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A COVID-19 particle is pictured in this image provided by the Centers for Disease Control and Prevention [CDC/CONTRIBUTED PHOTO]

Baker County’s rate of new COVID-19 cases over the six-day period ending Thursday, Jan. 21, was the slowest in almost three months.

The county reported 12 new cases for the period Jan. 16-21. The daily totals were two, zero, three, two, four and one.

The county hasn’t had a six-day period with fewer new virus cases since Oct. 18-23, when there were two positive tests.

Since then, however, the county has averaged about 32 new cases every six days. The county has tallied 465 of its 579 cases, as of Thursday, since Oct. 26.

“I’m delighted that the numbers are going down,” Baker County Commissioner Mark Bennett said on Friday, Jan. 22.

Nancy Staten, director of the Baker County Health Department, was also pleased with the declining trend.

She said it’s likely that the recent drop, from a total of 48 new cases for the previous six-day period, Jan. 10-15, reflects the end of a surge following the holiday season, when more people attended parties or other social gatherings.

Staten said local health officials are “holding our breath” for the potential that Baker County could drop from the state’s extreme-risk level, with its ban on indoor restaurant dining among other restrictions, to the high-risk category starting Jan. 29.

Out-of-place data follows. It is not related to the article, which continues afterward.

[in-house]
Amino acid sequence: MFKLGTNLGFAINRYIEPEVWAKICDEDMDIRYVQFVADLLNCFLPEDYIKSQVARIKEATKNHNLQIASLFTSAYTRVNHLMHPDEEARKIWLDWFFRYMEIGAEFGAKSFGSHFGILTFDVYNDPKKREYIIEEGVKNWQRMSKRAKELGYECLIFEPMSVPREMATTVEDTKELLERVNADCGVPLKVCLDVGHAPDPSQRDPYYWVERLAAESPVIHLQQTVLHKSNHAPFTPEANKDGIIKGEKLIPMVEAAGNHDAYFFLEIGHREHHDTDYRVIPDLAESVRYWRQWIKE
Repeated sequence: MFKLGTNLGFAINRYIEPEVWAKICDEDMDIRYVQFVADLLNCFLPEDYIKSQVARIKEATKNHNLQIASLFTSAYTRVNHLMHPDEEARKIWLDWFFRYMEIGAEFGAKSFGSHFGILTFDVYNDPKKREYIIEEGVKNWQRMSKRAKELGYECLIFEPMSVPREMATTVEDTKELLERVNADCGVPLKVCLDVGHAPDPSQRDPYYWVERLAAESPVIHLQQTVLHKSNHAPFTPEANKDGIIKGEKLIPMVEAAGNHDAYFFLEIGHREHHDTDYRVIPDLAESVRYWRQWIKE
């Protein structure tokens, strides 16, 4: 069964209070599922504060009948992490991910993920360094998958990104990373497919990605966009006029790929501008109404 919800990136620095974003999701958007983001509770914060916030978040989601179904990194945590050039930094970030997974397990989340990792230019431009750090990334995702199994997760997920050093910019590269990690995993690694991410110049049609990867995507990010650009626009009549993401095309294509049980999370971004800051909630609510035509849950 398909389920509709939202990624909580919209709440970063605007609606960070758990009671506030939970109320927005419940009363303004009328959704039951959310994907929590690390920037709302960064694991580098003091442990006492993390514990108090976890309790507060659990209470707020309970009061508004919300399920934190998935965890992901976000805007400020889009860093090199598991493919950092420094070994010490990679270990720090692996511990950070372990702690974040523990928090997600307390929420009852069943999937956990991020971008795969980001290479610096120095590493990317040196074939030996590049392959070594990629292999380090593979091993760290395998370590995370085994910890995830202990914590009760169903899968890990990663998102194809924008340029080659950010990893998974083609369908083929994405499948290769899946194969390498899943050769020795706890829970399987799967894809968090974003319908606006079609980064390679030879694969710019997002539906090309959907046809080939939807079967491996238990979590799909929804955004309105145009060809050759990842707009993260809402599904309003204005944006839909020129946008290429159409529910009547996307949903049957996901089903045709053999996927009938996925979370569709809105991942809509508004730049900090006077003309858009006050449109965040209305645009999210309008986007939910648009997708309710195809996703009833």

To meet the state standards to drop to high risk for the two-week period starting Jan. 29, which would allow restaurants to have limited indoor dining, the county would need to meet both of these thresholds, measured for the period Jan. 10-23:

• fewer than 60 new cases

• a test positivity rate of less than 10%

As of Friday the county was on pace to meet the first metric, with 53 new cases, but Staten said the test positivity rate was at nearly 14%.

Bennett pointed out that Baker County has to meet both standards because the state designates it as a medium-size county, those with populations between 15,000 and 30,000 (Baker County has about 16,800 residents). If the county had fewer than 15,000 residents it would need to meet only the case count threshold; the test positivity rate wouldn’t be a factor.

Bennett said he has lobbied state officials to change those requirements, but to no avail.

The county likely would have trimmed its positivity rate this week had a free testing clinic set for Wednesday, Jan. 20, not been canceled by the Oregon Health Authority.

Bennett said OHA canceled such events across the state due to security concerns related to the inauguration of President Joe Biden that day.

During two previous testing clinics in Baker City, on Jan. 6 and Dec. 16, there were just four positive tests out of 216 people tested. That’s a positivity rate of 1.8%, well below the county’s current two-week average.

Bennett said he also urged state officials to consider more than just case numbers and positivity rates. For instance, he said the intensive care capacity in Boise hospitals, where Baker County residents with severe COVID-19 cases have been treated, has increased recently.

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